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Heat Waves In India

Definition of Heat Waves

  • A Heatwave is a period of abnormally high temperatures, more than the normal maximum temperature that occurs during the summer season in the North-Western parts of India.
  • Heat Waves typically occur between March and June, and in some rare cases even extend till July.

Criteria for Heat waves

The Indian Meteorological Department (IMD) has given the following criteria for Heat Waves:

  • Heat Waves need not be considered till the maximum temperature of a station reaches at least 40°C for Plains and at least 30°C for Hilly regions.
  • When the normal maximum temperature of a station is less than or equal to 40°C:
  1. Heatwave Departure from normal is 5°C to 6°C
  2. Severe Heatwave Departure from normal is 7°C or more.
  • When normal maximum temperature of a station is more than 40°C:
  1. Heat Wave Departure from normal is 4°C to 5°C
  2. Severe Heatwave Departure from normal is 6°C or more
  • When actual maximum temperature remains 45°C or more irrespective of normal maximum temperature, heat waves should be declared.

How long can a heatwave spell last?

  • A heatwave spell generally lasts for a minimum of four days.
  • On some occasions, it can extend up to seven or ten days.
  • The longest recorded heatwave spell, in recent years, was between 18 – 31 May 2015. This spell had severely affected parts of West Bengal along with Odisha, Andhra Pradesh, and Telangana.
  • A similar spell in 2014 was reported during June 2 – June 11.

Areas of Heat waves in India

  • Heatwaves are common over the Core Heatwave Zone (CHZ) — Rajasthan, Punjab, Haryana, Chandigarh, Delhi, West Madhya Pradesh, Uttar Pradesh, Chhattisgarh, Orissa, Vidarbha in Maharashtra, parts of Gangetic West Bengal, Coastal Andhra Pradesh, and Telangana, as categorised by India Meteorological Department.
  • Several recent studies indicate that CHZ experience more than six heatwave days per year during these four months.
  • Many places in the northwest and cities along with the southeastern coast report eight heatwave days per season.
  • However, the regions in the extreme north, northeast, and southwestern India is lesser prone to heatwaves.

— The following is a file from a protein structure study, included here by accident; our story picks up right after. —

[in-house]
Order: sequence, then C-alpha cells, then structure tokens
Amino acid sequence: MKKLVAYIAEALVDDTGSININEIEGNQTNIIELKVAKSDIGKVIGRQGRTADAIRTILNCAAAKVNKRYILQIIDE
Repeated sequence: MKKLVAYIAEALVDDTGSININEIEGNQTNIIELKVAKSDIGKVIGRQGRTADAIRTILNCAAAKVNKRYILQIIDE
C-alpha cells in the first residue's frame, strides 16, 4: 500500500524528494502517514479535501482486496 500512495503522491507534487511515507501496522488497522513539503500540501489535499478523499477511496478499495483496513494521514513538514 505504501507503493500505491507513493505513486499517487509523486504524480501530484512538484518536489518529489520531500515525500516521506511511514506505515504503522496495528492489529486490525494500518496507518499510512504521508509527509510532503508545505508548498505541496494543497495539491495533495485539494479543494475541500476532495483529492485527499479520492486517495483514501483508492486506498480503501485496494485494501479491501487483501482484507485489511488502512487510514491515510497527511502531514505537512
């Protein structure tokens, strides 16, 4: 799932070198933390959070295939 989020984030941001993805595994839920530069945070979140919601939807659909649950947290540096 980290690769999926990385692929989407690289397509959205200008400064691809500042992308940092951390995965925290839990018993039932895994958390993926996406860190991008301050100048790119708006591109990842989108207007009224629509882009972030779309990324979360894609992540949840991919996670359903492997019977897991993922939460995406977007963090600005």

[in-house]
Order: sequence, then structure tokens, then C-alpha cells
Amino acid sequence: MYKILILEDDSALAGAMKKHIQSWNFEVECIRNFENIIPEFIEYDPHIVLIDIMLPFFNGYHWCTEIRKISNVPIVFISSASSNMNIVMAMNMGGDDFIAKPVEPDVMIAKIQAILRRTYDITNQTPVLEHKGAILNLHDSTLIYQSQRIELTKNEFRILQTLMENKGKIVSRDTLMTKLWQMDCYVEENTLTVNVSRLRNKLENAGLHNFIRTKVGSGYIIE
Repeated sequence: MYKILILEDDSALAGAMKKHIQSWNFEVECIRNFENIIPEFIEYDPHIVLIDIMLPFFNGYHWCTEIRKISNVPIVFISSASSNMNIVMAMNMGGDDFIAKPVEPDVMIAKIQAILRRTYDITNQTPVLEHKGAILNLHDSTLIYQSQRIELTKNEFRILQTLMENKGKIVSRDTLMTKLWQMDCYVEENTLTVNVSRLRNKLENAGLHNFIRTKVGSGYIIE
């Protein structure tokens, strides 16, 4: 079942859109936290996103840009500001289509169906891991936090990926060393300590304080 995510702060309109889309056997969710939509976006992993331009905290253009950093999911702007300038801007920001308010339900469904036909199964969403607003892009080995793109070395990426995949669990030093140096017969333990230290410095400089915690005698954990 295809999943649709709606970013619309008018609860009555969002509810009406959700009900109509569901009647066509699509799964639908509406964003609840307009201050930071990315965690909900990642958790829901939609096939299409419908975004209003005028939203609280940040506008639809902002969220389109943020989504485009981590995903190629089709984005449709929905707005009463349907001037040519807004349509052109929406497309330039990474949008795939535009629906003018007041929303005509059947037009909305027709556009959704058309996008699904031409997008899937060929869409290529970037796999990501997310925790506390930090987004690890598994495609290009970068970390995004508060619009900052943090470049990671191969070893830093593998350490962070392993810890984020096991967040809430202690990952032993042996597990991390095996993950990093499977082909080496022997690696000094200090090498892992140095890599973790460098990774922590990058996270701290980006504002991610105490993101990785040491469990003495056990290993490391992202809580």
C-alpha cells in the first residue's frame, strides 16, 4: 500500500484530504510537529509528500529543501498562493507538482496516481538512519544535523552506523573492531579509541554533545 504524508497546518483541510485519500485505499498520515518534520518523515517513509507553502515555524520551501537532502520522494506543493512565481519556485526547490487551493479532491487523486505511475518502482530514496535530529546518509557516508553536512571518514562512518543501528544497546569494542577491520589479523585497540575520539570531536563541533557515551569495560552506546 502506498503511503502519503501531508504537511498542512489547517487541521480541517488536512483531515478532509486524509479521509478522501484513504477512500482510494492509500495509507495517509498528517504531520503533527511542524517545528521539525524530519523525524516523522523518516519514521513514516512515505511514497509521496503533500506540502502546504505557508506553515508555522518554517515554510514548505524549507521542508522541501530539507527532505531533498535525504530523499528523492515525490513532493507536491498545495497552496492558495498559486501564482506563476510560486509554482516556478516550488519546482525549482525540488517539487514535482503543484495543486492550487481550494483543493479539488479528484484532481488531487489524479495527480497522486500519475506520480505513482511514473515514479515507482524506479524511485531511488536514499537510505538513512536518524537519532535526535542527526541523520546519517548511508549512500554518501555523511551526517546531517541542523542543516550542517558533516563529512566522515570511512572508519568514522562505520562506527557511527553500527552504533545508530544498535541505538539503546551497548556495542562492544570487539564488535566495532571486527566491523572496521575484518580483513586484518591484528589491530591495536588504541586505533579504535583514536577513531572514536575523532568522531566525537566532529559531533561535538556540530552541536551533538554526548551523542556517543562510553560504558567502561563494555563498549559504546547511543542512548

Impact of Heat waves

  • Dehydration, heat cramps, heat exhaustion, and/or heat stroke.
  • It also causes heat cramps, fatigue, weakness, dizziness, headache, nausea, vomiting, muscle cramps, and sweating.
  • The extreme temperatures and resultant atmospheric conditions adversely affect people living in these regions as they cause physiological stress, sometimes resulting in death.
  • Older people and people with chronic illnesses such as heart disease, respiratory disease, and diabetes are more susceptible to heatstroke.
  • The condition also prevents clouds from forming, allowing for more radiation from the sun to hit the ground.
  • The trapping of heat can also damage crops, dry out vegetation and result in droughts.
  • During blackouts and power-related issues, Houses without air conditioners experience an unbearable rise in temperature of their home which can lead to sudden deaths.

How to help someone suffering from the heat?

  • Move the person to a cool place under the shade.
  • Give water or a rehydrating drink (if the person is still conscious).
  • Fan the person.
  • Consult a doctor if symptoms get worse or are long-lasting or the person is unconscious.
  • Do not give alcohol, caffeine, or aerated drink.
  • Cool the person by putting a cool wet cloth on his/her face/body.
  • Loosen clothes for better ventilation.

Solutions for Heat waves in India

  • Emergency and Public cooling shelters, portable ACs enabled public shelters, etc.
  • Afforestation can cool a neighborhood by a few degrees during the hottest periods.
  • Use lighter shade in public buildings so that it absorbs less heat.
  • Smarter grids and new forecasting tools could help electric utilities prepare for heat waves in the case of Blackouts.
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